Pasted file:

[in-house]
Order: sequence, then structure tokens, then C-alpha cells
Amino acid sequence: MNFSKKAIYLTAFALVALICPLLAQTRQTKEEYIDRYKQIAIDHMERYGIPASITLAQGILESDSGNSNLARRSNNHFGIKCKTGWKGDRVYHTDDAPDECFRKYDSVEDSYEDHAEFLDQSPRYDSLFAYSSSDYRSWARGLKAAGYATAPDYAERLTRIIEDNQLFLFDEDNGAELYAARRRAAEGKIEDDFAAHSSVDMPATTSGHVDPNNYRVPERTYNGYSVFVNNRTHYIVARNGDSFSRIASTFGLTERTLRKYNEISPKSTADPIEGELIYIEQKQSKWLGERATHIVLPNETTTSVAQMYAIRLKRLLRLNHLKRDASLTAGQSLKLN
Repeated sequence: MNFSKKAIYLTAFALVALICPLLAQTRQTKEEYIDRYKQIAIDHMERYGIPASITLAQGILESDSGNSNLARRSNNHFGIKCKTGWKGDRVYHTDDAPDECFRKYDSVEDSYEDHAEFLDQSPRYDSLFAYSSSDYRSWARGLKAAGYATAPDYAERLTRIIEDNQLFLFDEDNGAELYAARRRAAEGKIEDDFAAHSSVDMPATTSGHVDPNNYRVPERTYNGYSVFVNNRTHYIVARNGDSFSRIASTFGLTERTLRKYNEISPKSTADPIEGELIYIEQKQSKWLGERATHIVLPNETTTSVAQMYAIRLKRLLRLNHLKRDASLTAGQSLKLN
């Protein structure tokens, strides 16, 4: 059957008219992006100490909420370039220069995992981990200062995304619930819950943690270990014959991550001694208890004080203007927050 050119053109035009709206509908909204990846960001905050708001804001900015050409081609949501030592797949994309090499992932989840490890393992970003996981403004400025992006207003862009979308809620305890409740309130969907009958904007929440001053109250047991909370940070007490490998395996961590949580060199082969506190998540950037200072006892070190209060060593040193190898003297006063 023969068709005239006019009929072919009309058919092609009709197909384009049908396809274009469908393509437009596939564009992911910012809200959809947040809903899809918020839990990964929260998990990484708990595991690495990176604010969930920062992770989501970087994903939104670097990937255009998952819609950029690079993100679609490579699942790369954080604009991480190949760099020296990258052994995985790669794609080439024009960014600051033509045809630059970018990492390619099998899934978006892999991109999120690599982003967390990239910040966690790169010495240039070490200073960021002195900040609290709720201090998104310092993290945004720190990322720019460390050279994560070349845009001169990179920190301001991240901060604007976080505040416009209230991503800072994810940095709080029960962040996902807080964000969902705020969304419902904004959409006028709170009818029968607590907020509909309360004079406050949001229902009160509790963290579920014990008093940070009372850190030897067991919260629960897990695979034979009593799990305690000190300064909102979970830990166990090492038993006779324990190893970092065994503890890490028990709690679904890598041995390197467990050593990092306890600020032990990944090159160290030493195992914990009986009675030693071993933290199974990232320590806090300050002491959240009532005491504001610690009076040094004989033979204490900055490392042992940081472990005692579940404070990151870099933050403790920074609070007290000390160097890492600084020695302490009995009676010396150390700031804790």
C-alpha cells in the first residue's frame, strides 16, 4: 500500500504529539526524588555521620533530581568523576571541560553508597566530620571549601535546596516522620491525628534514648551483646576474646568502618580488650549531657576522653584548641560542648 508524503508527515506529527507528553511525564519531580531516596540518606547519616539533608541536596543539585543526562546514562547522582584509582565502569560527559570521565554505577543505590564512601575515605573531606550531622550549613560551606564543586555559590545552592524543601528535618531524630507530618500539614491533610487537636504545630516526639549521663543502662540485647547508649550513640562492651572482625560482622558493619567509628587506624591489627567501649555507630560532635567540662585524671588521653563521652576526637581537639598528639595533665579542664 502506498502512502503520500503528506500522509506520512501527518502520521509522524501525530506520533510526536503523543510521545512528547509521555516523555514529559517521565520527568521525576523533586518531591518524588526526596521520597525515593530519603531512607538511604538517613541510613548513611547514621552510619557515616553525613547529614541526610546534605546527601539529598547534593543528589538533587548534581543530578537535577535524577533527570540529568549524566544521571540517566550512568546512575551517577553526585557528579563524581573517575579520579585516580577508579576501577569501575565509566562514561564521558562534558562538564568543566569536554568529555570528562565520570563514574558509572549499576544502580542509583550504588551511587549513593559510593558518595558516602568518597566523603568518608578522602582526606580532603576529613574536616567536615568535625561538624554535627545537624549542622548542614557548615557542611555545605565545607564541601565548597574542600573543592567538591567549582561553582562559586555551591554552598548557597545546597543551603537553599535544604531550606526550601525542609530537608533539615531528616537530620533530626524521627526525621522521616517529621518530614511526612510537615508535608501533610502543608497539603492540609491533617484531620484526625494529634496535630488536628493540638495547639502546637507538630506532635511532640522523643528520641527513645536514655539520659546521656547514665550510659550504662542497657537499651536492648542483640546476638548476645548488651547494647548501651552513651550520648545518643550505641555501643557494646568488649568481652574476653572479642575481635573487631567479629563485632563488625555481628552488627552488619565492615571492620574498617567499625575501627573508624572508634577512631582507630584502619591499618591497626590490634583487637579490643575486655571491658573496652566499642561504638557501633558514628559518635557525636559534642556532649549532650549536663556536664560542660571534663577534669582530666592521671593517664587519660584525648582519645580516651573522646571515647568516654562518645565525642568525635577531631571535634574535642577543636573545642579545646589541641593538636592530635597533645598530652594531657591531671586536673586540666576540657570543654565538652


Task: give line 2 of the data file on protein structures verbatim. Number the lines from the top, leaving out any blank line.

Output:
Order: sequence, then structure tokens, then C-alpha cells